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The Growing Scourge of Cyberbullying, Part 2
August 17, 2016
The digitization of everything has decreased the degrees of separation between everyone. While that interconnectedness has solved many problems, old and new, digitization has worsened one age-old problem: bullying. An online bullying epidemic is now pushing parents, teens, teachers and technology companies to try even harder to mitigate the misery inflicted on its victims.
Huffington Leaves Post to Focus on Health Startup
August 13, 2016
Arianna Huffington on Thursday announced she would leave her position as editor-in-chief of the eponymous publication she cofounded 11 years ago to focus on her latest project -- Thrive Global, a lifestyle, health and wellness site. The reasons for her exit from The Huffington Post may be more complicated than that, however.
DARPA Rewards Best Bug-Bombing Bots
August 11, 2016
The code warriors of the future literally might be computer code acting as warriors to defend against attackers on computer networks. DARPA gave us a glimpse into that future last Sunday, when it announced the winners of its Cyber Grand Challenge at DEF CON. Seven teams participated in the challenge to create systems that used bots to find and fix software problems without human intervention.
No Man's Sky: The Universe So Far Feels Good
August 10, 2016
One of the most highly anticipated gaming titles ever, No Man's Sky from indie developer Hello Games, has arrived -- and it could have a major impact on the resurgent gaming world this season. The title made its PS4 debut on Tuesday in North America. It will be available for the PC on Friday. The long-awaited game takes players on a mind-bending journey of space exploration.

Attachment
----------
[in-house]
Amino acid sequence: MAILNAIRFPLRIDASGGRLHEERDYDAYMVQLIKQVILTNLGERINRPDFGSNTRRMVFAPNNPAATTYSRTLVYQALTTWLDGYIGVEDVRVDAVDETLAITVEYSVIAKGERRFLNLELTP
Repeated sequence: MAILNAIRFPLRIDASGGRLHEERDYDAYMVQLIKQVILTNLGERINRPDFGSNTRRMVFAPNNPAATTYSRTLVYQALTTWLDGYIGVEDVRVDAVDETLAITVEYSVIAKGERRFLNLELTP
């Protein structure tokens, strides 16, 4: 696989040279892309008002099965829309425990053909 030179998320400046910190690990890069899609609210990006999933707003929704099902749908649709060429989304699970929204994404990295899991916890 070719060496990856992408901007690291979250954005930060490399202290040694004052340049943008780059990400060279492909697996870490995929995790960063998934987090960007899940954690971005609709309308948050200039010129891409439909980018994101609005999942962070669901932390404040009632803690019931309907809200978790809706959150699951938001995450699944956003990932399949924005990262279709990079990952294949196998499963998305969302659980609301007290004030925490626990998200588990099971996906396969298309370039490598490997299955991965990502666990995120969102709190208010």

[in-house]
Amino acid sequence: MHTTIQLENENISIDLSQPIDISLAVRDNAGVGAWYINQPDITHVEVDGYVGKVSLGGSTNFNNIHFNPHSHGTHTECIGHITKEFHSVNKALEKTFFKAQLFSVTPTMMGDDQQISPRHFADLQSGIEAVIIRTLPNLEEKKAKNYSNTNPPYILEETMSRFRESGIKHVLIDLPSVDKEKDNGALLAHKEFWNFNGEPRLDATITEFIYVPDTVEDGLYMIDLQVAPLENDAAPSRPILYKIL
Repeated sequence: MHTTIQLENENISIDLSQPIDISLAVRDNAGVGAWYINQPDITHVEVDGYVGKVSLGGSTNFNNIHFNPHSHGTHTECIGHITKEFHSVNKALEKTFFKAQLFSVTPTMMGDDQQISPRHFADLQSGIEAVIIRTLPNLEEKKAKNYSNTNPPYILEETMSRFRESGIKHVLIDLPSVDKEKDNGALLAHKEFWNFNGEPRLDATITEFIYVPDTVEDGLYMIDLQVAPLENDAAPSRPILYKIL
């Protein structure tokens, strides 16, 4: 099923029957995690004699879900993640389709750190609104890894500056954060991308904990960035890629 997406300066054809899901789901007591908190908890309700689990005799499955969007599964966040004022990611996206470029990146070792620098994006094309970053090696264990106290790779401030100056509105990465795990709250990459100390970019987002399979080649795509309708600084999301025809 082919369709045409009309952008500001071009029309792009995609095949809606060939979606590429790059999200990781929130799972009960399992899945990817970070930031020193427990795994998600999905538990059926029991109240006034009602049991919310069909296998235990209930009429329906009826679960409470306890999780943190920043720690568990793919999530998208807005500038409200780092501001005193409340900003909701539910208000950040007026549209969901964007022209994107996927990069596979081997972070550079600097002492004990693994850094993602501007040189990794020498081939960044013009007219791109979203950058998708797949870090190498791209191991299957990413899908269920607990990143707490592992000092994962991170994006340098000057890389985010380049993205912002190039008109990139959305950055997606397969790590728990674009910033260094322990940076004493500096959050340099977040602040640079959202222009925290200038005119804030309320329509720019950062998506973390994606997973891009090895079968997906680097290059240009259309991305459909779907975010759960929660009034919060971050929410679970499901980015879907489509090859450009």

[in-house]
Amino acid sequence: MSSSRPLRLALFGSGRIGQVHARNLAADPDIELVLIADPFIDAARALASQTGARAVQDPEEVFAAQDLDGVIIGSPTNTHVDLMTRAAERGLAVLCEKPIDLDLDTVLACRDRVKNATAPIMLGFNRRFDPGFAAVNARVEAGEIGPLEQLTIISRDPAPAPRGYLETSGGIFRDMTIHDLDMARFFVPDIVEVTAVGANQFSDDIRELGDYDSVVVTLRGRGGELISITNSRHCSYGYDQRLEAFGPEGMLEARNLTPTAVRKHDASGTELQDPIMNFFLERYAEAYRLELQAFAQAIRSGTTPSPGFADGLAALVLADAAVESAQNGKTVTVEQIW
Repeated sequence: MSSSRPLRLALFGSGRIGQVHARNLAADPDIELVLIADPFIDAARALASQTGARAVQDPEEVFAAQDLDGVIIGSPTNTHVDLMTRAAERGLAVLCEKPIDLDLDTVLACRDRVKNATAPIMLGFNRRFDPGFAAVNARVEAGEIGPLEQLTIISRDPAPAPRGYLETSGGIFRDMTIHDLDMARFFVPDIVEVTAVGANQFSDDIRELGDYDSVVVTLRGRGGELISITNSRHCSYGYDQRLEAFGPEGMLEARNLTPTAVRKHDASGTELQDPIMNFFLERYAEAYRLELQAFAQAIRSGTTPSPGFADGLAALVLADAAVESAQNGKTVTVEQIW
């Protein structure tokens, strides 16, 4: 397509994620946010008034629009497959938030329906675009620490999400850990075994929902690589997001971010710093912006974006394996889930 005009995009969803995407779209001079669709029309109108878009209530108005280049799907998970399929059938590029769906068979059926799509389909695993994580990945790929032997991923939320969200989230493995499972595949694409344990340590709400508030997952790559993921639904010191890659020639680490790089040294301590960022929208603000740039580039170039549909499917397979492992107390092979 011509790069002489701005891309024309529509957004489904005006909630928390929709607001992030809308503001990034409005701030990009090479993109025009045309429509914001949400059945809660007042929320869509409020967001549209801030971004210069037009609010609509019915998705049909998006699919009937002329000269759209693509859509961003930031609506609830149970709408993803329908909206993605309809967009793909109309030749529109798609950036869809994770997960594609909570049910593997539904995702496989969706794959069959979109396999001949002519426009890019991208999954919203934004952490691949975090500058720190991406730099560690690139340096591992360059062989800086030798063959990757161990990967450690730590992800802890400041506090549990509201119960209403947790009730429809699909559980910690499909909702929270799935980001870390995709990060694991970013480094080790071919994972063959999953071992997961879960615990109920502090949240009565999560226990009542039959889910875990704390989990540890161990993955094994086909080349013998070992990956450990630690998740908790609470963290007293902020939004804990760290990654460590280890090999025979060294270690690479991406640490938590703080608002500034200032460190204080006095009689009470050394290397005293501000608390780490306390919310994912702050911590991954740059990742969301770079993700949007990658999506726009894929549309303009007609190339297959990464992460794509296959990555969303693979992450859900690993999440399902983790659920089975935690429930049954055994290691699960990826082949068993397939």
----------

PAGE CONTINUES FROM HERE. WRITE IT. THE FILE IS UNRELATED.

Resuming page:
The Growing Scourge of Cyberbullying, Part 1
August 10, 2016
Smartphones are proliferating among adolescents, and so is cyberbullying. That's particularly worrisome due to its potential contribution to the No. 2 cause of teen death: suicide. About 26.3 percent of the middle- and high-school students who responded to a nine-school survey indicated that they'd been bullied in each of the eight years the poll was taken, researchers found.
Civil Rights Office Issues Ransomware Guidance
July 22, 2016
Ransomware infections are on the rise, and healthcare organizations are ripe targets, which may be why the federal government addressed the subject last week. Ransomware attacks have risen from about 1,000 a day last year to 4,000 a day this year, Symantec has reported. Many of those attacks are for small change, but some of the larger ones have been directed at healthcare providers.
Teal Pushes Drone Speed Limits
July 21, 2016
Teal Drones on Wednesday introduced what it billed as the world's fastest production drone. Aside from its drone's capabilities, the company is drawing attention because George Matus Jr., its founder and CEO, is an 18-year-old recent high school graduate. The drone can fly at 70 mph in all weather conditions and has reached a top speed of 85 mph. It can withstand 40 mph winds.
The Internet of Medical Things, Part 3: Safety First
July 20, 2016
Though quick to capitalize on connected health devices and the coming Internet of Medical Things, hardware manufacturers may be moving too slowly when it comes to building the necessary protections into the back end. The National Security Agency last month told participants in a defense technology summit in Washington that it was looking into hacking connected medical devices.
SpaceX Falcon 9 Returns Without a Hitch After Dragon Launch
July 19, 2016
SpaceX's Falcon 9 rocket on Sunday returned safely to Earth, touching down at Landing Zone 1 after launching the Dragon spacecraft into low-Earth orbit. "As with previous first stage land and drone-ship landings from SpaceX, this achievement is a testament to the leadership and innovation of America's commercial space industry," said NASA spokesperson Cheryl Warner.
Gadget Ogling: Purely Personal Air, Transparent Audio, and Wah-Pedaling Shoes
July 18, 2016
I was diagnosed with mild asthma as a kid. I don't take any medication, yet knowing that illness lives in my respiratory system means I try to be especially conscious of what I'm breathing. Air quality is difficult to control, so a personal air purifier is something that fundamentally interests me. Wynd filters allergens, dust, smoke and other pollutants.
Google Dabbles in Post-Quantum Cryptography
July 12, 2016